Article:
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Gamification, where did the games go?
by Ruud Koorevaar on 11/03/12 04:40:00 am   Featured Blogs

The following blog post, unless otherwise noted, was written by a member of Gamasutra’s community.
The thoughts and opinions expressed are those of the writer and not Gamasutra or its parent company.

 

Originally appeared on: www.ludicity.nl

Often there appears to be a disproportionate focus on the possible results of gamification. It is lauded as an innovative solution which can show juicy results like strong user retention and high conversion rates. And how to get to those juicy bits? Well, by using elements of games of course, i.e. badges, achievements, leaderboards, points and levels; that’s what games are about, right? However, due to this perspective the accent moved even stronger towards a marketing focus and a process of easy and repeatable ‘-ification’ without actually taking in regards on how to perform this, where to take the inspiration from and the extensive resource of possibilities: the games. They were taken for granted.

Where did the games go to? We need to start thinking beyond the badges and beyond merely adding a layer based on extrinsic motivators. We should look more closely at what makes (specific) games interesting and learn from them. We can use this knowledge to build entire structures and contexts, rather than adding a layer of icing.

Let’s take an example and see what it offers us. I will keep it brief just to illustrate the purpose and potential. If there are signs that there is a further interest in such analyses I will extend upon these and provide other examples.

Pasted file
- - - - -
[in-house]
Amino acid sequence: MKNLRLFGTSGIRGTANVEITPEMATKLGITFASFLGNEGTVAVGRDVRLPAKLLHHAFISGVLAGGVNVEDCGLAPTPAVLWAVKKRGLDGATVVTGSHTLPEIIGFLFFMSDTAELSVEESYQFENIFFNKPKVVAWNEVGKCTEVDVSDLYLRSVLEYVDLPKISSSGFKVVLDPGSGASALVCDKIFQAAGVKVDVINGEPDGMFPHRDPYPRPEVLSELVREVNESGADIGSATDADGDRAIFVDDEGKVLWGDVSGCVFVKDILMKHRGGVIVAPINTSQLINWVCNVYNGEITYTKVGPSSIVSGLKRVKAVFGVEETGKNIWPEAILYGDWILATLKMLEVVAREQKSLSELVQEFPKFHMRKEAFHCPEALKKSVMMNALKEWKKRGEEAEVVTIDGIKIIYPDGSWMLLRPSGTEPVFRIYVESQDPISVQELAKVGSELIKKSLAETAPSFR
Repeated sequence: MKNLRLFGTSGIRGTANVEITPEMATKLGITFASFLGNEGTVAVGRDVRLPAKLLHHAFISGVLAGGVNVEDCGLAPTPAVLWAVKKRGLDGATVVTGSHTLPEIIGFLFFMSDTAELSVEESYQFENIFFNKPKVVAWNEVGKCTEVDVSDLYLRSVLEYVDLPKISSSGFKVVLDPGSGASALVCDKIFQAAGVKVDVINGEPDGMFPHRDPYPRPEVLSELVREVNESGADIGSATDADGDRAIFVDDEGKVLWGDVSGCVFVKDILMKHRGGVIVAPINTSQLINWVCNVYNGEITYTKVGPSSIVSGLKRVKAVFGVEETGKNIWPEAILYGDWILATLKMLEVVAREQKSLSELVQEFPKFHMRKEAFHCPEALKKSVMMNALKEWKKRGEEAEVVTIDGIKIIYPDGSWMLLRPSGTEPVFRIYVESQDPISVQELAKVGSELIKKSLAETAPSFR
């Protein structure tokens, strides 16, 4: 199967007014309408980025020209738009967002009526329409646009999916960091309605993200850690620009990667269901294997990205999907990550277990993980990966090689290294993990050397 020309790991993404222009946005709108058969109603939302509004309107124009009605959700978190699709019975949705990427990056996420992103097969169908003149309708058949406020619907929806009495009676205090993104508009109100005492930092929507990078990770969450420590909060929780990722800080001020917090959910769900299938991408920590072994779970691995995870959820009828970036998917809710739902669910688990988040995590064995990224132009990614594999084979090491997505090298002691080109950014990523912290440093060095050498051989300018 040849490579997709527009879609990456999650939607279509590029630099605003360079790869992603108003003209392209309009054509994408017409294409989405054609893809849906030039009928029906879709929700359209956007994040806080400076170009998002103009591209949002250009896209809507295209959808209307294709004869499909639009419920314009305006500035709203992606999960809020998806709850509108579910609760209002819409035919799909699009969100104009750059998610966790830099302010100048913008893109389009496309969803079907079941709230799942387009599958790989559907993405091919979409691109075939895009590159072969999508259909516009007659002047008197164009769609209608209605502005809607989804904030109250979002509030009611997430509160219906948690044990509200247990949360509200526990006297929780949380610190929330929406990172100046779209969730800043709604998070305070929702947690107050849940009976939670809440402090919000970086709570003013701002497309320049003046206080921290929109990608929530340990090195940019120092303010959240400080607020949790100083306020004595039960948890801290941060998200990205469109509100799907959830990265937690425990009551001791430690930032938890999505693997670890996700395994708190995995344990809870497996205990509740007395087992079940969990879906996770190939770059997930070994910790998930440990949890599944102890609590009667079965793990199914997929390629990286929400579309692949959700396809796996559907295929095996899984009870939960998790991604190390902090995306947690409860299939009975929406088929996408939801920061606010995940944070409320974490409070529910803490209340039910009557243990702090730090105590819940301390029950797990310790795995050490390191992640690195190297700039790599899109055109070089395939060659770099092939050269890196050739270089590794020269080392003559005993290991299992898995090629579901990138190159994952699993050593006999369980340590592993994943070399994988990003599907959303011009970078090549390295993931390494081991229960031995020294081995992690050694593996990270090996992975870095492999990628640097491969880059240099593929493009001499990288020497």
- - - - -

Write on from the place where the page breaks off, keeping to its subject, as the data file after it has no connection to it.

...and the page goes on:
Faster Than Light and Gamification

Faster Than Light (FTL). FTL is a recently released game in which you have to run a spaceship, strategically battle other spaceships and do other various missions as you come across them. In the words of the developer:

We wanted a game where we had to manage the crew, fix the engines, reroute power to shields, target the enemy life support, and then figure out how to repel the boarders that just transported over!

It’s a relatively simple game, but it is challenging (due to its roguelike nature) and received wide acclaim. What does it offer then that makes it interesting to analyze?

Let’s take a look at a single aspect at the very beginning of the game: choosing a spaceship. You have limited choices at the beginning, but as you play through you unlock different ships. It is then already important to note that this process of unlocking ships does not result in unlocking stronger ships, but you rather unlock different ships which offer you different play styles. This is more commonly referred to as attaining ‘sidegrades’ compared to ‘upgrades’. This keeps the initial goal of the game, to provide a challenge, healthy. Games are a lot about balance. Balancing the rewards you gain and the options you have against the challenges you encounter and what kind of experience the game should provide makes or breaks a game. It is then not even important that the game you analyze is successful or well designed or not. Bad games may offer even more valuable insights good games cannot give. Continuing such an analysis you could also take a look at the narrative structure or reward structures of the game. For instance at how choices are dynamically implemented or what kind of rewards are given out and how they incentivize certain courses of action.